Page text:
ADV Films // 1999 // 100 Minutes // Not Rated
Reviewed by Appellate Judge Erick Harper (Retired) // August 23rd, 2001
The quintessential American abroad, trapped at the wrong end of the universe, confronted with strange and hostile creatures, and with only his sense of humor and his knowledge of pop culture to keep him alive.
When my local cable provider decided to start offering the Sci-Fi Channel a few years ago, I was excited. As a long-time science fiction fan, I made a point to see if there was anything worth watching on this channel.
My efforts were rewarded when I discovered a bizarre little show called Farscape. Set in an untamed universe full of cliché-smashing characters, Farscape follows the (mis)adventures of John Crichton (Ben Browder). Crichton is an American astronaut and scientist who is catapulted into this wild and wooly region of space when an experiment goes terribly wrong. But of course you knew that already, because you have read Judge Kevin Lee's witty and entertaining review of the first Farscape DVD. If you haven't, then, what's the matter with you? Click here and get caught up. Don't worry, we'll wait.
Now that you've done that, let's proceed with our examination of Volume 2 of this fascinating and original show.
Like Paramount's treatment of a certain other sci-fi series we won't name, ADV Films is releasing Farscape in installments of two episodes each. The two episodes included on Volume 2 for our amusement are as follows:
"Exodus From Genesis" -- Moya's crew uses a strange debris cloud to hide from a Peacekeeper commando squad. However, the cloud is actually a swarm of Drak, interstellar insect-like creatures that choose Moya as their new breeding ground. Moya is soon full of two foot long cockroach-like creatures that play havoc with her internal systems and increase her internal temperature dramatically. In an early attempt to differentiate Aeryn's Sebacean species from humans, we learn that Sebaceans cannot tolerate extreme heat, and that Aeryn (Claudia Black) is in danger of going into a heat-induced coma called the "living death," from which there is no escape. It falls to Rygel, D'Argo (Anthony Simcoe), Crichton, and especially Zhaan (Virginia Hey) to deal with the infestation.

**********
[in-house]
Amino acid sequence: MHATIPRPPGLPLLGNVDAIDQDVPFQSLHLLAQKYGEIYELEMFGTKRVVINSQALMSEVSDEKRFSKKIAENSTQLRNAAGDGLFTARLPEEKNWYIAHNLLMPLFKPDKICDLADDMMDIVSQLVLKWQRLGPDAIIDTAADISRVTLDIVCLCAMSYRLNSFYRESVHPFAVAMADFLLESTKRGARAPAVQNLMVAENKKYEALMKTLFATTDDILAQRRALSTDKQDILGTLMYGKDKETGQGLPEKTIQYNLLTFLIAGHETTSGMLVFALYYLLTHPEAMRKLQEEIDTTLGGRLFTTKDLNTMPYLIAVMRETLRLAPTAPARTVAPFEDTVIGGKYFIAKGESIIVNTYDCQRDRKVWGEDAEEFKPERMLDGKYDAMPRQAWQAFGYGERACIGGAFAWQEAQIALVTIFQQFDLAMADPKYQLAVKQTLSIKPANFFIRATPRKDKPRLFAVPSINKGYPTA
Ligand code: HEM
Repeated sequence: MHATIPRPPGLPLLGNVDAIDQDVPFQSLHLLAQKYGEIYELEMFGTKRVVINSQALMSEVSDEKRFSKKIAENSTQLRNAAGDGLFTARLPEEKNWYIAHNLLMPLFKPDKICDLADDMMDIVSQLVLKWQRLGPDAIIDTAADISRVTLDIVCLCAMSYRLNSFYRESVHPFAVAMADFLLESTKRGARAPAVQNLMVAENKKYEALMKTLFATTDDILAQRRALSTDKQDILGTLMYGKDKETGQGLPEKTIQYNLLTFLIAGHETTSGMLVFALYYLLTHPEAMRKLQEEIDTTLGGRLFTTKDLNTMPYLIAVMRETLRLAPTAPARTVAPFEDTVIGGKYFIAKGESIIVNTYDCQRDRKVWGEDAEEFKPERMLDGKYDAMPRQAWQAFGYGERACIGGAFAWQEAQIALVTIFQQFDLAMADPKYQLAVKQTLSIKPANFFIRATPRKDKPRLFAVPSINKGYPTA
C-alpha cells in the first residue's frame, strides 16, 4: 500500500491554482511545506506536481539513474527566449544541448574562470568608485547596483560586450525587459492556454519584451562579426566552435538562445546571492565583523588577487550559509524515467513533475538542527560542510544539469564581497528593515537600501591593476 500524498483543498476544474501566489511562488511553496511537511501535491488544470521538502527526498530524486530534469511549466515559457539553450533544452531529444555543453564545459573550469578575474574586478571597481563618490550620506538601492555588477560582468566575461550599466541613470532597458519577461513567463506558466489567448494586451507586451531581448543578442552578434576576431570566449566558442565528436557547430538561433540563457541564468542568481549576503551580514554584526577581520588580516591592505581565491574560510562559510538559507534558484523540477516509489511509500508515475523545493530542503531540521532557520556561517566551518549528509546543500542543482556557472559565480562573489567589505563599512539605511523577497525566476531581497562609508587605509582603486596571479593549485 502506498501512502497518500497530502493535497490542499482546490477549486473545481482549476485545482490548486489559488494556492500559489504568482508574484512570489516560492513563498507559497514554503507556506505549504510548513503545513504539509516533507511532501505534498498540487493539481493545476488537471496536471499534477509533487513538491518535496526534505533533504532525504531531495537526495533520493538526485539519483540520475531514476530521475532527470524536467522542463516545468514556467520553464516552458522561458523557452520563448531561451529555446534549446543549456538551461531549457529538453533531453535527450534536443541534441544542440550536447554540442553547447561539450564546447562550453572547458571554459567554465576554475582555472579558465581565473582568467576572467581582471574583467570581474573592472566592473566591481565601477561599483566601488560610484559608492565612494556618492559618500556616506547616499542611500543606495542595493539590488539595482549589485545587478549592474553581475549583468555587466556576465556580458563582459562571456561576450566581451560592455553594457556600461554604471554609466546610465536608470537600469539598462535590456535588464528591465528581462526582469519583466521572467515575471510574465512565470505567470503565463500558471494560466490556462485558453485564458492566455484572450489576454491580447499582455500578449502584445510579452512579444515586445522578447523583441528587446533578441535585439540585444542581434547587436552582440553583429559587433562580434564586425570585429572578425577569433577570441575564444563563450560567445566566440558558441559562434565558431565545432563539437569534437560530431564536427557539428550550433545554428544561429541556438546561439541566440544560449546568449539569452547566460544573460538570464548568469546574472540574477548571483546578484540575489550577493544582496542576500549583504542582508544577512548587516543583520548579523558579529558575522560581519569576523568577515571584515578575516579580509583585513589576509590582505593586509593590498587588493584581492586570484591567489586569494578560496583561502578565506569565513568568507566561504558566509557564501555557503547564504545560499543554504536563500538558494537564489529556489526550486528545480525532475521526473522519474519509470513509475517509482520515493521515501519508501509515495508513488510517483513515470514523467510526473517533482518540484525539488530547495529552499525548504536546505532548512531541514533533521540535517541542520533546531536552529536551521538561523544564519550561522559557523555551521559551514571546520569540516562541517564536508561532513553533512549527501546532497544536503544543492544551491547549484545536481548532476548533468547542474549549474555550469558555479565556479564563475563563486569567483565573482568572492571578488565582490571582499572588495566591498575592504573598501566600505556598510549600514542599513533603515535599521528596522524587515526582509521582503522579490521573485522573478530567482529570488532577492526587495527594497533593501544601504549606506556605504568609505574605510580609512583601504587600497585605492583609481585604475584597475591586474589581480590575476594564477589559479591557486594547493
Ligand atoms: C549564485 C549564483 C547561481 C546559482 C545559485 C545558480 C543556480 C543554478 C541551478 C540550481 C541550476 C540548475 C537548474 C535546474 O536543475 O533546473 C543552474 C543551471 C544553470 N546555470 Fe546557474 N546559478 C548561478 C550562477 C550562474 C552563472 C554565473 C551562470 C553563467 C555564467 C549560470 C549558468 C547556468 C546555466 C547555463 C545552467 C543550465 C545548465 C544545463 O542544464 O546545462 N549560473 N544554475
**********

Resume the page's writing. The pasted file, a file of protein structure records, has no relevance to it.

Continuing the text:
"Throne for a Loss" -- Low on cash and supplies, Moya's crew decide to negotiate with the bloodthirsty Tavleks for a cargo hauling job. They decide to use Rygel's "royal" prestige to influence the negotiations. However, the Tavleks turn the tables on them, deciding instead to kidnap Rygel and hold him for ransom, thinking that he is the wealthy sovereign he claims to be. Making matters worse is that Rygel has stolen a valuable piece of Moya's control circuitry for use as jewelry to impress the Tavleks. Crichton, Aeryn, and D'Argo have no choice but to mount a rescue attempt, using a dangerous weapon captured from the Tavleks. Meanwhile, back on Moya, Zhaan does her best to heal a young, captured Tavlek and counsel him in her ways of peace.
Once again, ADV Films has produced an excellent package for these two episodes. Watching Farscape on DVD is almost a completely different experience from watching it on broadcast television. I could not believe the additional clarity and detail. For example, we are able to see every nuance of Virginia Hey's makeup as the priestess Zhaan. The additional detail we are able to see in exterior and interior shots of Moya is amazing as well. Color fidelity is stunning, with the transfer handling all colors of the spectrum with ease, including the problematic reds and blacks. Simply put, Farscape looks beautiful on DVD, although there is maybe just a bit of softness to the image in places.
The sound available from this DVD is quite good as well, but perhaps not quite as good as the video image. The Dolby Digital 5.1 mix makes great use of the surround channels for music and atmospheric effects. This is especially noticeable in "Exodus from Genesis," where one can hear the Drak scuttling about inside Moya's bulkheads all around the viewer. The weakness in the audio presentation is in the center channel. Dialogue is clear and easy enough to understand, but it does come across a bit muffled and flat-sounding. Of course, considering that "Exodus from Genesis" was actually the first episode shot in production, and "Throne for a Loss" was quite early as well, perhaps there are some bugs in the audio production that had not been quite worked out yet.
While I generally refrain from commenting on DVD menu design, the menus for the Farscape discs are very nicely done, with an alien look that suits the technology and background of the series.